Sunday, March 25, 2007

Hit #153 (Dollar General)

Dollar General (DG) is being taken private by KKR in a mega deal valuing the company at $7 billion. The offer, cash of course, translates to $22/share, a gain of 14.5% over my average cost of $19.21/share.

Dollar stores have been expanding at a steady pace. I mentioned a few of them in this post after an earlier Arizona trip. The other dollar stores listed in that post, Dollar Tree (DLTR), 99 Cents Only (NDN), Family Dollar (FDO) may all end up with other/larger retailers, but for now they all look expensive following the Dollar General deal.

This buyout follows a similar, but much smaller deal for Smart & Final (Hit #145). And there is more to come!

Previous hit - SafeNet(#152)

Thursday, March 08, 2007

Hit #152 (SafeNet)

SafeNet (SFNT) is being acquired by Vector Capital in a $634 million buyout. The cash offer of $28.75 gives me a 37.9% gain over my average cost of $20.85.

I had bought SafeNet after it had pulled back following options related investigations. I had mentioned in this post that it had become attractively valued.

Given the depressed price to start with, the company is going for a bargain. Shareholders deserve better, and the former executives deserve long prison sentences - if only it worked that way!

I would also have expected some strategic buyer to show interest. In my posts (here and here) I had speculated on possible larger corporate buyers. There may yet be a counter-offer. And hopefully this one won't insult shareholders.

Other targets mentioned in my earlier posts, Websense (WBSN), Secure Computing (SCUR), Aladdin (ALDN) and Blue Coat Security (BCSI) have all moved up considerably over the last few months. Aladdin and to a lesser extent, Websense, are still worth buying at current price levels.

But beaten down Symantec may be the best security buy now for long-term investors.

A recent IPO in the security-related sector is Guidance (GUID). Guidance will likely be acquired down the road, but during the current growth phase it could generate tremendous returns to investors before that happens.

Previous hit - Dendrite(#151)

Hit #151 (Dendrite)

Dendrite (DRTE), a sales/marketing services provider to the pharmaceutical industry, is being acquired by French company Cegedim SA. The $751 million cash offer translates into a per-share price of $16, a discount of 9.8% to my average cost of $16.42.

I was hoping this to be a long-term winner but the stock hasn't budged since I bought it a couple of years ago.

Another company to watch here would be PDI (PDII), which still looks attractively valued.

Previous hit - Hyperion (#150)

Hit #150 (Hyperion)

Hyperion (HYSL), after years of being rumored to be a target for one buyer or the other, is being bought, by Oracle. The cash offer of $3.3 billion translates into $52/share, a gain of 138.5% over my split-adjusted average cost of $21.8.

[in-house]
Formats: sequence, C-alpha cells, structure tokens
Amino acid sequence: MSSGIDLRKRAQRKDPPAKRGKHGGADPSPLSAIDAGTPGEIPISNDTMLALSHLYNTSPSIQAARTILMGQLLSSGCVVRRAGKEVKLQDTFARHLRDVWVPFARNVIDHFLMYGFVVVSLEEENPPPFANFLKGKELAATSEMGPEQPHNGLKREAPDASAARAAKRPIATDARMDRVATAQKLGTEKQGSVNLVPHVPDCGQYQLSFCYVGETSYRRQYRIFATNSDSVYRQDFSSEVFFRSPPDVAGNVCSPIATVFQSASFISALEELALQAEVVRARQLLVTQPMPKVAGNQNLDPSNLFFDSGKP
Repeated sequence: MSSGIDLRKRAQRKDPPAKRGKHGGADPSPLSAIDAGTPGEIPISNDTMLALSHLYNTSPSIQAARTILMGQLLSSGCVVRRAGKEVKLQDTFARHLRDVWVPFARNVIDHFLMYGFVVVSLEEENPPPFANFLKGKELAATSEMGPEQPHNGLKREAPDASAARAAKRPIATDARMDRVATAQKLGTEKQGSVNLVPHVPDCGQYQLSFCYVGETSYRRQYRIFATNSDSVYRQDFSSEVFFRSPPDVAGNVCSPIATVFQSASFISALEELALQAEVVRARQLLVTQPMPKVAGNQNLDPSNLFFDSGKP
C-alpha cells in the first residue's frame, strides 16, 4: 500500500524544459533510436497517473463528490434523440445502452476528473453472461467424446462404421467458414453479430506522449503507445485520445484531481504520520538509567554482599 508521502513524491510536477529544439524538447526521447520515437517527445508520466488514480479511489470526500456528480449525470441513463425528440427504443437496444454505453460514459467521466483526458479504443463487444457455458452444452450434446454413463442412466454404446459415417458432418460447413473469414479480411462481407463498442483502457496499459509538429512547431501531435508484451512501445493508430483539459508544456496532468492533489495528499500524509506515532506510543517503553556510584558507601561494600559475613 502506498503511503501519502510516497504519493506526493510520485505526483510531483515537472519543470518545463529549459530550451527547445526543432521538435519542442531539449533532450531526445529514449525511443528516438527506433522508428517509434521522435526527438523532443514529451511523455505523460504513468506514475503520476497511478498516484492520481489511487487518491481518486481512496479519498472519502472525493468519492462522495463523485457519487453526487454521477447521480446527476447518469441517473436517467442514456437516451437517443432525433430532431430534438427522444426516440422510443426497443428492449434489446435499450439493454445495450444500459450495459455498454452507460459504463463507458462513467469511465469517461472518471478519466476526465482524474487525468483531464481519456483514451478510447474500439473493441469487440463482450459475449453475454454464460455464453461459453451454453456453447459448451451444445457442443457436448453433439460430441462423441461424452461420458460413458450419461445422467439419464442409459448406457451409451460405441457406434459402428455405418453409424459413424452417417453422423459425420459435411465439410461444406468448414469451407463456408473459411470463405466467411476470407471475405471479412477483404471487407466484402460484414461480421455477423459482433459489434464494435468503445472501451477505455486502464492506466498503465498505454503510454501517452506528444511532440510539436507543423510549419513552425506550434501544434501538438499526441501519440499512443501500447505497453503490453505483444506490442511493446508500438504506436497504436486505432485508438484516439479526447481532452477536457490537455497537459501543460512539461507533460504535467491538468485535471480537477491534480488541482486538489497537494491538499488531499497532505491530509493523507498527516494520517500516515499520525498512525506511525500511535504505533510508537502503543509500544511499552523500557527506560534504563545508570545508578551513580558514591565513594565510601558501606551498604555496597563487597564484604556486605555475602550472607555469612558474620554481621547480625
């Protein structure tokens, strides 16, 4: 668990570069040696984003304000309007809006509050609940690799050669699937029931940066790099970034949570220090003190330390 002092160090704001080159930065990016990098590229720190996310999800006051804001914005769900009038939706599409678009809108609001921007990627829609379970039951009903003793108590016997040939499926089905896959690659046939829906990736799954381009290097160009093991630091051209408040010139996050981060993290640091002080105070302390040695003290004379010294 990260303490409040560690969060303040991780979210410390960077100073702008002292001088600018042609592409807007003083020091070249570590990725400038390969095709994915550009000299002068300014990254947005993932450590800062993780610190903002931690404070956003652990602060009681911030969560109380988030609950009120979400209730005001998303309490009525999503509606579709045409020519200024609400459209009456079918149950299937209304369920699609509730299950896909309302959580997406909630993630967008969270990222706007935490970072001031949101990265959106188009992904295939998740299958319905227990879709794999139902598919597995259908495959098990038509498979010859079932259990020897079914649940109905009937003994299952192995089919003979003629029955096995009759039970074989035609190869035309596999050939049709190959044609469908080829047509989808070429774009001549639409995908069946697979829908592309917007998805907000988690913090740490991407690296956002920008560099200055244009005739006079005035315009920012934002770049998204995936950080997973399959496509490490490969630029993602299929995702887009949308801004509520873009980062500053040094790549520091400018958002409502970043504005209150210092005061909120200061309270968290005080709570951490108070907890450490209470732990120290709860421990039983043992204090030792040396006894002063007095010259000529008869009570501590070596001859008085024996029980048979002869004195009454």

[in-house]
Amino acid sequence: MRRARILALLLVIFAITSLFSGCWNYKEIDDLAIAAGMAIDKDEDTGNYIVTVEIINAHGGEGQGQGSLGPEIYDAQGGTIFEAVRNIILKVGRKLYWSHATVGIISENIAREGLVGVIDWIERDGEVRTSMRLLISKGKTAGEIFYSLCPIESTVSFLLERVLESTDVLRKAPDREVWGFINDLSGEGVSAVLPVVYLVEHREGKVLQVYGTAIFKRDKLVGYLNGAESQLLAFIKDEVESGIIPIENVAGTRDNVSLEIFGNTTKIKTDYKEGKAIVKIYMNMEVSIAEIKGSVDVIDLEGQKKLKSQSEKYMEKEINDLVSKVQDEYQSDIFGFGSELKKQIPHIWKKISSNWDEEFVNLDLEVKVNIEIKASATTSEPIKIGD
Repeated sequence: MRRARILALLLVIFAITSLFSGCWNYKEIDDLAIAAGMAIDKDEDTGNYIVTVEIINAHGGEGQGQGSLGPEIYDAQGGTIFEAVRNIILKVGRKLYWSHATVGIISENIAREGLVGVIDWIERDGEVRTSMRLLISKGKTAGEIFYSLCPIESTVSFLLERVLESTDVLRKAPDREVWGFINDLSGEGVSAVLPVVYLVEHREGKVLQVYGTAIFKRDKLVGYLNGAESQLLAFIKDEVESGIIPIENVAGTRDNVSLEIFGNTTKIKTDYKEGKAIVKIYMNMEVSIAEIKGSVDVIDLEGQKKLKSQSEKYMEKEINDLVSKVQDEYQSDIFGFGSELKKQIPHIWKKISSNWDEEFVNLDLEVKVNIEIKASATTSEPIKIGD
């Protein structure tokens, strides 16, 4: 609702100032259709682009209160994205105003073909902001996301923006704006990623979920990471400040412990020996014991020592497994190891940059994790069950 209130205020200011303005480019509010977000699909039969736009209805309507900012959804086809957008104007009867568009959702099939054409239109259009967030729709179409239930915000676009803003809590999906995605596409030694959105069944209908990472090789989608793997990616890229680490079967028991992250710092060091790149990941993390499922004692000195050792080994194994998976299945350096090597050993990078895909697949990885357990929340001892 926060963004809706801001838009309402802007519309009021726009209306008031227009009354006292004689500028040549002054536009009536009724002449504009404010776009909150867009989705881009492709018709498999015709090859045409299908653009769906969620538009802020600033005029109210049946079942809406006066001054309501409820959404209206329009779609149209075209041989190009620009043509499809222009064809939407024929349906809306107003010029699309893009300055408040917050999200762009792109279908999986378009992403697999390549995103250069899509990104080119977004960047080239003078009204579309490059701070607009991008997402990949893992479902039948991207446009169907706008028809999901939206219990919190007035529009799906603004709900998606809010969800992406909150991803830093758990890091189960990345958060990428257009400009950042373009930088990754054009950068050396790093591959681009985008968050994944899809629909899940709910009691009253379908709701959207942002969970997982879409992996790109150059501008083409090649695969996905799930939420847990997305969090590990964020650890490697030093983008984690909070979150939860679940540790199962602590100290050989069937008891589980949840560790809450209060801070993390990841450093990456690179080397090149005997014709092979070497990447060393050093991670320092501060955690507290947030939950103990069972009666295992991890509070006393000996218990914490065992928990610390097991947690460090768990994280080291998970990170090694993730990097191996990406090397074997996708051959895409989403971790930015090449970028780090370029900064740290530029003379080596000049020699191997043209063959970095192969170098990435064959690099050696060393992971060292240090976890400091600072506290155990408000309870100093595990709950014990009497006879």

I had mentioned Business Objects (BOBJ) as the next top target for Oracle. I was wrong on that count.

This is a good buy for Oracle, and will hurt SAP given the latter's close partnership with Hyperion. SAP itself may go after Business Objects (BOBJ), while IBM probably will like Cognos (COGN).

Oracle's buying spree, noted in some of my posts, is hopefully coming to an end. Oracle needs some time to digest the pieces. The spree has already led to Oracle's shares being consistently ignored and undervalued as some of the cost-cutting/productivity promised has not materialized. Investors with a longer-term outlook should be buyers at this point, since I believe ultimately Oracle would have come out far ahead, thanks to these acquisitions.

On the lower end, Oracle will likely have to give away its database for free, but the resulting revenue loss should be made up by selling newer higher-level bundles.

So, who will it be next for Oracle ? I had made a list of possible candidates in two posts - here and here. I would assume that BEA (BEAS), Lawson (LWSN) and Informatica (INFA) are the ones on the top of the list.

Previous hit - Cronos(#149)

Hit #149 (Cronos)

Cronos (CRNS) is being taken private in a management-led buyout. The $133 million cash offer translates into a per-share price of $16, representing a gain of 34.2% over my average cost of $11.92.

The only other public company in this sector, InterPool (IPX), got its own offer earlier this year. The company is yet to decide on the offer, and is probably just waiting for the bid to be raised before accepting.

While not a direct sector play, Pacer (PACR), a spin-off of APL, makes for a long-term dividend-yielding bet on intermodal service.

Since we are on containers, for the interested I would recommend this recent book The Box: How the Shipping Container Made the World Smaller and the World Economy Bigger. I have read a few pages, but will be waiting for the softcover edition to read further!

Previous hit - Smith & Wollensky(#148)